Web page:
Most traumatic dental injuries occur in children, but people of all ages can be affected. Whether the injury is a result of an automobile accident, a sports mishap, an altercation, or a bad fall, the severity and type of injury will determine the treatment necessary. Several common injuries occur to teeth. Many of them affect the inner soft tissues of the tooth, known as the dental pulp. When the pulp becomes injured or inflamed, root canal treatment may be needed.
Types of injuries
Chipped teeth account for the majority of all dental traumas. The remaining represent more serious problems including dislodged and knocked-out teeth. Treatment depends on the type, location, and severity of each injury. When any dental injury occurs, the most important thing is to see your dentist or endodontist immediately. The outcome, or prognosis, for your specific injury often depends on how quickly you see your dentist.
Chipped or fractured teeth
Most chipped teeth can be repaired with a simple filling. Sometimes a chip will expose the pulp of the tooth. Some exposures can be treated by placing a filling over the injured area. Other exposures, however, may require root canal treatment.
Injuries to the back teeth often include fractured cusps, cracked teeth, and the more serious split teeth. Cracks may or may not extend into the root. If the crack does not extend into the root, the tooth can usually be restored by your dentist with a full crown. If the crack does extend into the root and affects the pulp, root canal treatment is usually necessary in an attempt to save all or a portion of your tooth.
During an injury, a tooth may be pushed into its socket. It can be one of the more serious injuries. Your endodontist or general dentist may reposition and stabilize your tooth. Root canal treatment is usually started within a few weeks of the injury, and a medication, such as calcium hydroxide, may be put into the tooth. A permanent root canal filling will be placed at a later date. You should continue to have the tooth monitored periodically by your dentist to ensure proper healing.
Sometimes a tooth is pushed partially out of the socket. Repositioning and stabilization of the tooth are usually necessary. If the pulp remains healthy, no additional treatment may be needed. If the pulp is injured, your dentist or endodontist may need to start root canal treatment. Medication, such as calcium hydroxide, may be placed inside the tooth and should be followed by a permanent root canal filling later.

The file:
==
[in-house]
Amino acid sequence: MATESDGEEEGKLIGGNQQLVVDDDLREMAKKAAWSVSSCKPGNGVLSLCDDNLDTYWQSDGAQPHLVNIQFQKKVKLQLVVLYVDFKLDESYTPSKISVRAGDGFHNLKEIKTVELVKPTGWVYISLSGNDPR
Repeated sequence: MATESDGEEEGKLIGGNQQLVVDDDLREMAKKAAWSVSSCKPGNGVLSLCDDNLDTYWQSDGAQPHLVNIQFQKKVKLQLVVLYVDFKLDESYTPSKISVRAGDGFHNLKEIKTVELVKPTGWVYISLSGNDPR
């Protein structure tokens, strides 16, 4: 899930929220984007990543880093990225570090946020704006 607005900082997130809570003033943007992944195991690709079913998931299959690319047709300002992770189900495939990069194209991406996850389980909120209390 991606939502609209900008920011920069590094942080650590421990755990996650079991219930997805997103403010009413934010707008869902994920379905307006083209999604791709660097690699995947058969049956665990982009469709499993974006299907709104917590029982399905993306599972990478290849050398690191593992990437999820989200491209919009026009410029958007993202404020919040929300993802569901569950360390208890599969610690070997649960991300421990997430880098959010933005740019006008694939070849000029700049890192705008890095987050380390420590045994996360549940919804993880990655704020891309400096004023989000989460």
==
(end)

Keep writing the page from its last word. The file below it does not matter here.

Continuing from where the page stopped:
If a tooth is completely knocked out of your mouth, time is of the essence. If this type of injury happens to you, pick up your tooth by the crown, or chewing portion. Try not to touch the root. If the tooth is dirty, gently rinse it in water. Do not use soap or any other cleaning agent. If possible, place the tooth back into its socket. Go to the dentist immediately.
If you cannot put the tooth back in its socket, be sure to keep it moist. The less time the tooth spends drying out, the better the chance of saving the tooth. Solutions to keep your teeth moist are available at local drug stores. You can also put the tooth in milk or a glass of water with only a pinch of salt, or you can simply put it in your mouth between your gum and cheek. Bring your tooth to the dentist immediately.
If the tooth has been put back in the socket, your dentist may stabilize the tooth with a splint, and check for any other facial injuries. If the tooth has not been put back into its socket, your dentist will examine the tooth to determine if it is still intact and check for other facial injuries. Your dentist will clean the tooth carefully and place it gently back into the socket. Your tooth may need to be stabilized with a splint for some time. Depending on the stage of root development, your dentist or endodontist may start root canal treatment. A medication may be placed in the tooth followed by a permanent root canal filling at a later date. The length of time the tooth was out of the mouth, and the way the tooth was stored before reaching the dentist may influence the type of treatment you receive. You should contact your physician to see if a tetanus booster is necessary.